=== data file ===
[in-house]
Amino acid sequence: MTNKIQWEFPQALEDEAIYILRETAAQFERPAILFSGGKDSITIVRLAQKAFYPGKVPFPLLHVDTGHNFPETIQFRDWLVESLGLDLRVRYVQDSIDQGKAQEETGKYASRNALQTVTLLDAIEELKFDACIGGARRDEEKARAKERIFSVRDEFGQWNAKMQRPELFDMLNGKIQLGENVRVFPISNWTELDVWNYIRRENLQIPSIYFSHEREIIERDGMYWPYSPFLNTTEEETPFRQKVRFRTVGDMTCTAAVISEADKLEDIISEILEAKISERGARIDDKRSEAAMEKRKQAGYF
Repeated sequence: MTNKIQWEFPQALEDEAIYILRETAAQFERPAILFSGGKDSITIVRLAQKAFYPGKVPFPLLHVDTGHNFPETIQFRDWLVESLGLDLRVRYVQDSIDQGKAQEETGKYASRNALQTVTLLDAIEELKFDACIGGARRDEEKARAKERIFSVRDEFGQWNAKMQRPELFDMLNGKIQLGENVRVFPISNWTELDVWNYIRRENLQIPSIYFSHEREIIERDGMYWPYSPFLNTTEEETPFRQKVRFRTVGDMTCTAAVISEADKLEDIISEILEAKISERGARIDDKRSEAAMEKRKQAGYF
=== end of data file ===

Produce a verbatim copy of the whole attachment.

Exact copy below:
[in-house]
Amino acid sequence: MTNKIQWEFPQALEDEAIYILRETAAQFERPAILFSGGKDSITIVRLAQKAFYPGKVPFPLLHVDTGHNFPETIQFRDWLVESLGLDLRVRYVQDSIDQGKAQEETGKYASRNALQTVTLLDAIEELKFDACIGGARRDEEKARAKERIFSVRDEFGQWNAKMQRPELFDMLNGKIQLGENVRVFPISNWTELDVWNYIRRENLQIPSIYFSHEREIIERDGMYWPYSPFLNTTEEETPFRQKVRFRTVGDMTCTAAVISEADKLEDIISEILEAKISERGARIDDKRSEAAMEKRKQAGYF
Repeated sequence: MTNKIQWEFPQALEDEAIYILRETAAQFERPAILFSGGKDSITIVRLAQKAFYPGKVPFPLLHVDTGHNFPETIQFRDWLVESLGLDLRVRYVQDSIDQGKAQEETGKYASRNALQTVTLLDAIEELKFDACIGGARRDEEKARAKERIFSVRDEFGQWNAKMQRPELFDMLNGKIQLGENVRVFPISNWTELDVWNYIRRENLQIPSIYFSHEREIIERDGMYWPYSPFLNTTEEETPFRQKVRFRTVGDMTCTAAVISEADKLEDIISEILEAKISERGARIDDKRSEAAMEKRKQAGYF